“There is room for signatures from all eight party leaders,” she said. “I have already signed on behalf of the Christian Democrats.” 

What does the so-called “abortion contract” say? 

The document itself is fairly uncontroversial.

It states simply that Sweden’s law on abortion dates back to 1974, and that it grants women the right to an abortion up until the 18th week of pregnancy, with women seeking abortions later in their pregnancy required to get permission from the National Board of Health and Welfare. 

“Those of us who have signed this document support Sweden’s abortion legislation and promise to defend it if it comes under attack from forces both within our country and from outside,” the document reads.  

Why have the Christian Democrats produced it? 

The decision of the US Supreme Court to overturn Roe vs Wade, and so allow US states to ban abortion has aroused strong feelings in Sweden, as elsewhere, and Busch is seeking to send a strong signal to distance her own Christian party from the US religious right. 

Abortion has been a recurring issue within the Christian Democrats with several politicians and party members critical of abortion. 

Lars Adaktusson, a Christian Democrat MP, was found by the Dagens Nyheter newspaper to have voted against abortion 22 times when he was a member of the European parliament. 

The party has also in the past campaigned for the right of midwives and other medical professionals who are ethically opposed to abortion not to have to take part in the procedure. 

So why aren’t all the other party leaders signing the document? 

Sweden’s governing Social Democrats, and their Green Party allies, dismissed the contract as a political gimmick designed to help the Christian Democrats distance themselves from elements of their own party critical of abortion. 

“It would perhaps be good if Ebba Busch did some homework within her own party to check that there’s 100 percent support for Sweden’s abortion legislation,” Magdalena Andersson, Sweden’s prime minister, said. “That feels like a more important measure than writing contracts between party leaders and trying to solve it that way.”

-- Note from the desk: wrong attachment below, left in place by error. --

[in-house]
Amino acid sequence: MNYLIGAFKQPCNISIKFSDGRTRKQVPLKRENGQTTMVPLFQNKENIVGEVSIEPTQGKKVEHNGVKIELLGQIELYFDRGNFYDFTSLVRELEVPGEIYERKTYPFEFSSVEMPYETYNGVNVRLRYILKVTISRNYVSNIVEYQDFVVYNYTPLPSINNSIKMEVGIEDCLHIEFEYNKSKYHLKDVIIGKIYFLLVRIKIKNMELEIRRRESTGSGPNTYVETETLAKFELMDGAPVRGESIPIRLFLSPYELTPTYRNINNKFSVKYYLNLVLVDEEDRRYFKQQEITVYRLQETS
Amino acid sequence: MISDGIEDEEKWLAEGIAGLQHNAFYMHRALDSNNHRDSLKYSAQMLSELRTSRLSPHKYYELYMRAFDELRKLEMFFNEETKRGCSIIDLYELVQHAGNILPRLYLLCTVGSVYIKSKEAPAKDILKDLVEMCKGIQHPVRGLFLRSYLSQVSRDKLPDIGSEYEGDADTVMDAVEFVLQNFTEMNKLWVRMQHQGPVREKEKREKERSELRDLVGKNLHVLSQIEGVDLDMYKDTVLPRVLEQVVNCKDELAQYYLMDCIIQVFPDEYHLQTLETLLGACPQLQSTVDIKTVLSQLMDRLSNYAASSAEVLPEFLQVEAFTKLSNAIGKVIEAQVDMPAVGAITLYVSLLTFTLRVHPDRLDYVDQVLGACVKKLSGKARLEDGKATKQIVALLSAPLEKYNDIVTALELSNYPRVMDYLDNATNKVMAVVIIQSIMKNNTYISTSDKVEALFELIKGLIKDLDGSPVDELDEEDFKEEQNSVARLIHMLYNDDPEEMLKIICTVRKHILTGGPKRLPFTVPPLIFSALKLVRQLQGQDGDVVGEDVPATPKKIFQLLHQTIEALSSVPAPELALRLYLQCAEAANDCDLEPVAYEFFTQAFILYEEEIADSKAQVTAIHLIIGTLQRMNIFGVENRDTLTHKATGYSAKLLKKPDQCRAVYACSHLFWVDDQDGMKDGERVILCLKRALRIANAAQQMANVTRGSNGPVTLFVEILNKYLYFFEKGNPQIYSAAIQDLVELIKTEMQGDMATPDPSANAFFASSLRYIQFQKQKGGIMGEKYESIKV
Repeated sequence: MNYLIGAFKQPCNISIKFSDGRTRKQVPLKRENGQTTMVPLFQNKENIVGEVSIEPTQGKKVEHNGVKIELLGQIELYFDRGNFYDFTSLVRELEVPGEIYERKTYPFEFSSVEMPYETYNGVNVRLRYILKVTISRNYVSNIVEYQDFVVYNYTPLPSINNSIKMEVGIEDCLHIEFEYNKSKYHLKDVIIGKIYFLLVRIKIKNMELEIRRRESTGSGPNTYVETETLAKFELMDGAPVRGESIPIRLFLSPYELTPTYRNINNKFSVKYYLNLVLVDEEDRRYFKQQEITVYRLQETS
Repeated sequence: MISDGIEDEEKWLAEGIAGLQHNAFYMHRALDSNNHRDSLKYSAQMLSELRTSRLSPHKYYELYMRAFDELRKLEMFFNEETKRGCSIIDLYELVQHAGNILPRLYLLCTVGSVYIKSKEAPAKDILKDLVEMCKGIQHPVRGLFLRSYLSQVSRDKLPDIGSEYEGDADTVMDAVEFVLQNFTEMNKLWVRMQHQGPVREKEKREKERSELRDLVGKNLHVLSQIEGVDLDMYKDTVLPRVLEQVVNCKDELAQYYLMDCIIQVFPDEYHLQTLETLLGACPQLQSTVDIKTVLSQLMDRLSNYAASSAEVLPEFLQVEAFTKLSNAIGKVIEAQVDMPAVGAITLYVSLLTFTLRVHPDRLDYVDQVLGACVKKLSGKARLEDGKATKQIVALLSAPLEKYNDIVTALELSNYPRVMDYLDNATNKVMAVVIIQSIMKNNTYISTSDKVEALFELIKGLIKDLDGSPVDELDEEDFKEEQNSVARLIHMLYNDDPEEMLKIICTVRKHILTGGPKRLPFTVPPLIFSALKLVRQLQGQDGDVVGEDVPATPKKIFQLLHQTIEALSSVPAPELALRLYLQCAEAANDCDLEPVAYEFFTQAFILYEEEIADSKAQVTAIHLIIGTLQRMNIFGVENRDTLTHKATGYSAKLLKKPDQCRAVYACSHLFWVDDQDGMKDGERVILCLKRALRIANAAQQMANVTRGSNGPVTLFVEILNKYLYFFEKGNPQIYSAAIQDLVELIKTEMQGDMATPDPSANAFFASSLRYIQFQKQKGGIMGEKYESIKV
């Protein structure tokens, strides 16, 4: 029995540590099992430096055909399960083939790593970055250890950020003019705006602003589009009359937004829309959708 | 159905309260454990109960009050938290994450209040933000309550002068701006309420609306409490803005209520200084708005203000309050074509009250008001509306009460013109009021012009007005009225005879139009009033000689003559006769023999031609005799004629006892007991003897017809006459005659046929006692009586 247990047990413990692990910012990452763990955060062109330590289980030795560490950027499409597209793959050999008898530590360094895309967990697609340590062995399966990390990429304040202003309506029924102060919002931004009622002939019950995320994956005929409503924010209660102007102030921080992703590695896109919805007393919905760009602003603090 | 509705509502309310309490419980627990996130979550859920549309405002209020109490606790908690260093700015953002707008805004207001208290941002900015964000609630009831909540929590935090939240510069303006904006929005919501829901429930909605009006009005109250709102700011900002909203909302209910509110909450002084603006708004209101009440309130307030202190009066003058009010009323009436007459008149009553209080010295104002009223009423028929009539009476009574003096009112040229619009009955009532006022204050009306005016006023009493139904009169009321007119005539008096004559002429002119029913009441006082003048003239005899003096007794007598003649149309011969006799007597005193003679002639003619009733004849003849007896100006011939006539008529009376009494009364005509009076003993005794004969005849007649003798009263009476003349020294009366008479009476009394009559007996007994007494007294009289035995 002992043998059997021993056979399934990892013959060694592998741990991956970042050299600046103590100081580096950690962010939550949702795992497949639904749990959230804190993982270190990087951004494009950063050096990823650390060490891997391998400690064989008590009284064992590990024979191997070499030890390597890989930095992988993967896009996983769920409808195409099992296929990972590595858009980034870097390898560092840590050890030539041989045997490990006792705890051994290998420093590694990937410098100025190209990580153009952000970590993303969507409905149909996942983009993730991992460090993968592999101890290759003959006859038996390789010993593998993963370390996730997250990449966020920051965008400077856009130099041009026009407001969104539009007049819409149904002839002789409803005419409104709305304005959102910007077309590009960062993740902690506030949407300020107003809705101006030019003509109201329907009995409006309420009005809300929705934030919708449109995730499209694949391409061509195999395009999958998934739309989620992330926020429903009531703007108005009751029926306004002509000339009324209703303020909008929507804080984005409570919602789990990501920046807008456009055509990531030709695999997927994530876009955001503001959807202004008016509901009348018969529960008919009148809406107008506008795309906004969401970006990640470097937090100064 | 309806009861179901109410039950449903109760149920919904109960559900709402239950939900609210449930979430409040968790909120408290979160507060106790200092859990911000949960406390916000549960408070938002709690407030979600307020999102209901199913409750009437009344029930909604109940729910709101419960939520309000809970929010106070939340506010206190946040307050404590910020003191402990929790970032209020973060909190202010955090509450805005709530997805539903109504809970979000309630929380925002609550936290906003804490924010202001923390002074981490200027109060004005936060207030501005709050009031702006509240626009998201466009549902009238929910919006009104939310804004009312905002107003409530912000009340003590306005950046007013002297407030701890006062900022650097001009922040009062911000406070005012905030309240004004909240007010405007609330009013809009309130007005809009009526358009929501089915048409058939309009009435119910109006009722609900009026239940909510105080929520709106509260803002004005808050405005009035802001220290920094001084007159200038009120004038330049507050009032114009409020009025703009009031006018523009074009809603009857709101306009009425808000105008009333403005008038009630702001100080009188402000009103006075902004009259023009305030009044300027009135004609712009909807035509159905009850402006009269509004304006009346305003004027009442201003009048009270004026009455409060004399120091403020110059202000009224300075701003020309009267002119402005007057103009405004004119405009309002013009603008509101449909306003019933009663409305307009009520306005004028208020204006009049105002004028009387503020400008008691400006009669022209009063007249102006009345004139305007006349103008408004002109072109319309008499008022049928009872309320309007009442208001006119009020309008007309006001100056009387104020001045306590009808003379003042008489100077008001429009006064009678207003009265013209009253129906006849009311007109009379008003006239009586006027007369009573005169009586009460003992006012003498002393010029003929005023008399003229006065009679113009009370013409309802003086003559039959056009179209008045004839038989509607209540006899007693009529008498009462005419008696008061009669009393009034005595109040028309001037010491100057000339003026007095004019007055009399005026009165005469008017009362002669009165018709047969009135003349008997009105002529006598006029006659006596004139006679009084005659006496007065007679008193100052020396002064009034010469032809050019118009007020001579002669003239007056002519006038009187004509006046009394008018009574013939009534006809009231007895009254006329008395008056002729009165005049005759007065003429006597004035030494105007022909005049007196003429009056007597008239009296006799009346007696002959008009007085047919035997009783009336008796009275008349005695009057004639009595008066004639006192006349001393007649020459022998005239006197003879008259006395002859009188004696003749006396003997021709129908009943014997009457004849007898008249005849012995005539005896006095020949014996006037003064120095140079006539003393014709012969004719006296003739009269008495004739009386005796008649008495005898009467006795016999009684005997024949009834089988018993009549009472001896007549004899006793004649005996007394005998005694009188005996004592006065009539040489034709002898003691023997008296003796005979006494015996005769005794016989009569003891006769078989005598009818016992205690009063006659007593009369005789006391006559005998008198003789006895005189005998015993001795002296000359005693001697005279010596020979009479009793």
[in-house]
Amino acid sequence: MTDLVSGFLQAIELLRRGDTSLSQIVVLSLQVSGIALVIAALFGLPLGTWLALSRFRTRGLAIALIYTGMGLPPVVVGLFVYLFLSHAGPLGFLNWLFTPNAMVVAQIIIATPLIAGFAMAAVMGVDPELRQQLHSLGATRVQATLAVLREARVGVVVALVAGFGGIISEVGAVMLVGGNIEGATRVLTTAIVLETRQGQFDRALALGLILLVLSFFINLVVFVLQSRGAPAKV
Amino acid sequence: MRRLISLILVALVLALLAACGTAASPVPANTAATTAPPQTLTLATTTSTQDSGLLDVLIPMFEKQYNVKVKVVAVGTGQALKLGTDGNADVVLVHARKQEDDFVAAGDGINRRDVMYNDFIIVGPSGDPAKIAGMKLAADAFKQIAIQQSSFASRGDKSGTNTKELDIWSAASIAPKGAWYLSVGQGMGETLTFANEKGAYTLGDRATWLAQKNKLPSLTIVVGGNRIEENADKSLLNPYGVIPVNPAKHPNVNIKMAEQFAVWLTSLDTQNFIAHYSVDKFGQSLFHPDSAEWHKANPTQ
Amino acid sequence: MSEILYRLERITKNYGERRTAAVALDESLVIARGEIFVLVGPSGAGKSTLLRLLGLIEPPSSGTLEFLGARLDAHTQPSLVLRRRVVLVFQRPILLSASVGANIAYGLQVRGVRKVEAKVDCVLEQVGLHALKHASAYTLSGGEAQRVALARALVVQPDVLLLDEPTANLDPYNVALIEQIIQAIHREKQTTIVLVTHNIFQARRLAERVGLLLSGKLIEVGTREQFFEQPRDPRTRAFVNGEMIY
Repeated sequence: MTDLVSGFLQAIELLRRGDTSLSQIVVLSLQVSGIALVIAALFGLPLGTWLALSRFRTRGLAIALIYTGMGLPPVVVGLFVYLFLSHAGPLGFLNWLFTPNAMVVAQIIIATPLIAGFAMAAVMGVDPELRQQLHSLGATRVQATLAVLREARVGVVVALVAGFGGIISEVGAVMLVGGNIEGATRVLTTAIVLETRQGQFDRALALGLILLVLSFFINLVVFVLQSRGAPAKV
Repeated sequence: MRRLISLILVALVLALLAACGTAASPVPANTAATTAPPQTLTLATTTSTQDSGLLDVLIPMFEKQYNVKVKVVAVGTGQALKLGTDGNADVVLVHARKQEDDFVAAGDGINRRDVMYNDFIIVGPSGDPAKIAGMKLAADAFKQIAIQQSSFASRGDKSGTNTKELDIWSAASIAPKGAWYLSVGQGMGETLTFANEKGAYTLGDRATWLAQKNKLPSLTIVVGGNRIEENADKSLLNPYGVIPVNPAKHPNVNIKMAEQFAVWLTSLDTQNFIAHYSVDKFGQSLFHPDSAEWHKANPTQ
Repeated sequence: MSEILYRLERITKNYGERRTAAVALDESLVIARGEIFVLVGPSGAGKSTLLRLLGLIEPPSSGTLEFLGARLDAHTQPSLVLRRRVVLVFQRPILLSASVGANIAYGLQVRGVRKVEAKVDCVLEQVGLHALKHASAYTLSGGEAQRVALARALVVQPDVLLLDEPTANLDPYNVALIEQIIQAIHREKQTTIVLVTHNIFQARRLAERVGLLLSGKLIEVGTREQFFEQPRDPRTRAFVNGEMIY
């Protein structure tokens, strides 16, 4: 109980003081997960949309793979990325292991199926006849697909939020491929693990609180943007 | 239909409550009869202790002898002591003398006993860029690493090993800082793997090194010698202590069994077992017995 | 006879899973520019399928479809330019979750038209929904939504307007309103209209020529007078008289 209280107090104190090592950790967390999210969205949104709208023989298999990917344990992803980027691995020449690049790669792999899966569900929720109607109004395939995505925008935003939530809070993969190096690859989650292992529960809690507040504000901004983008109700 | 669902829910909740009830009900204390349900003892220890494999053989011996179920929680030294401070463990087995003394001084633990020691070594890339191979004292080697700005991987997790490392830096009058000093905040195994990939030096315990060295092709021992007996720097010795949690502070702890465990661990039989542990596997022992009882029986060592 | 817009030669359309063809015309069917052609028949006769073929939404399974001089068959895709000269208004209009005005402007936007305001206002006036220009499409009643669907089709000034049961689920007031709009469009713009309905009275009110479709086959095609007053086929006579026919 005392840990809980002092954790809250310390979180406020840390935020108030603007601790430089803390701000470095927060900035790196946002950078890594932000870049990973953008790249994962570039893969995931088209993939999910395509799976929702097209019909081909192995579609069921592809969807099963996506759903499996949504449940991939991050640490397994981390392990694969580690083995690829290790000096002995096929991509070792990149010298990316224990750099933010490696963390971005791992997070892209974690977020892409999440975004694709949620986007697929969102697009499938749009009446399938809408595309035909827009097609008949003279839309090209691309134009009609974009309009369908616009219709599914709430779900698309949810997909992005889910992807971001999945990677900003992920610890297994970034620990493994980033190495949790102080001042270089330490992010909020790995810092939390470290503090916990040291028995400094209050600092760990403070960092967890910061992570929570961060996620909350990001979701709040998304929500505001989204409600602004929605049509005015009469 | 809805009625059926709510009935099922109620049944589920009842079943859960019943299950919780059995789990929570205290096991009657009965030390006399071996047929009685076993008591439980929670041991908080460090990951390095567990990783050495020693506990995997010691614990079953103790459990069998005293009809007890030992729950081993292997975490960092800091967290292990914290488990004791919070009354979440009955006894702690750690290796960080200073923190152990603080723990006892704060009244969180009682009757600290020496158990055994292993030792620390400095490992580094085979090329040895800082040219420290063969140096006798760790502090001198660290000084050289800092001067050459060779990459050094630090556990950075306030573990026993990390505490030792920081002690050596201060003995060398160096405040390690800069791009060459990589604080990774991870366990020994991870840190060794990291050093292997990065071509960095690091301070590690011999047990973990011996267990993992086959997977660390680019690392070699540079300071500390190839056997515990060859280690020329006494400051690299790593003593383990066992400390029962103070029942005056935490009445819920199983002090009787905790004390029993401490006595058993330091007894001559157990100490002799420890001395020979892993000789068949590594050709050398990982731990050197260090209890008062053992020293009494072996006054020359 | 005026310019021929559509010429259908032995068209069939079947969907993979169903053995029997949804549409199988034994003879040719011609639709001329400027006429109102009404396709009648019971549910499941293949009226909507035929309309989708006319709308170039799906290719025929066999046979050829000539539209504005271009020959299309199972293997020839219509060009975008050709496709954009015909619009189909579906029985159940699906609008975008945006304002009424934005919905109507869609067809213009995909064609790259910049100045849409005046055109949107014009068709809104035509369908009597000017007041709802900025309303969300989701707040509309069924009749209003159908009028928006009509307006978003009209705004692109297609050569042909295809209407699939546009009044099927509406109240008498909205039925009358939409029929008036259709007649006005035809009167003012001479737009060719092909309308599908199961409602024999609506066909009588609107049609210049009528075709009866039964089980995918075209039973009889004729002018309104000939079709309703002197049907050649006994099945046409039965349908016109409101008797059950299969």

In a debate on Swedish television, Green Party leader Märta Stenevi argued that it would be much more significant if Busch’s own MPs and MEPs all signed the document. 

It wasn’t other party leaders who needed to show commitment to abortion legislation, but “her own MPs, MEPs, and not least her proposed government partners in the Sweden Democrats and even some within the Moderate Party”. 

She said it made her “very very worried” to see that the Christian Democrats needed such a contract. “That’s why I see all this more as a clear sign that we need to move forward with protecting the right to abortion in the constitution,” she said. 

How have the other right-wing parties reacted? 

The other right-wing parties have largely backed Busch, although it’s unclear if any other party leaders are willing to actually sign the document. 

Tobias Billström, the Moderates’ group parliamentary leader, retweeted a tweet from Johan Paccamonti, a Stockholm regional politician with the Moderate Party, which criticised the Social Democrats for not signing it, however. 

“It seems to be more important to blow up a pretend conflict than to sign the Christian Democrats’ contract or look at the issue of [including abortion rights in] the constitution, like the Moderates, Liberals and Centre Party want to,” Paccamonti wrote. 

The Liberal Party on Sunday proposed protecting abortion rights in the Swedish constitution, a proposal which has since been backed by the Moderate party and the Centre Party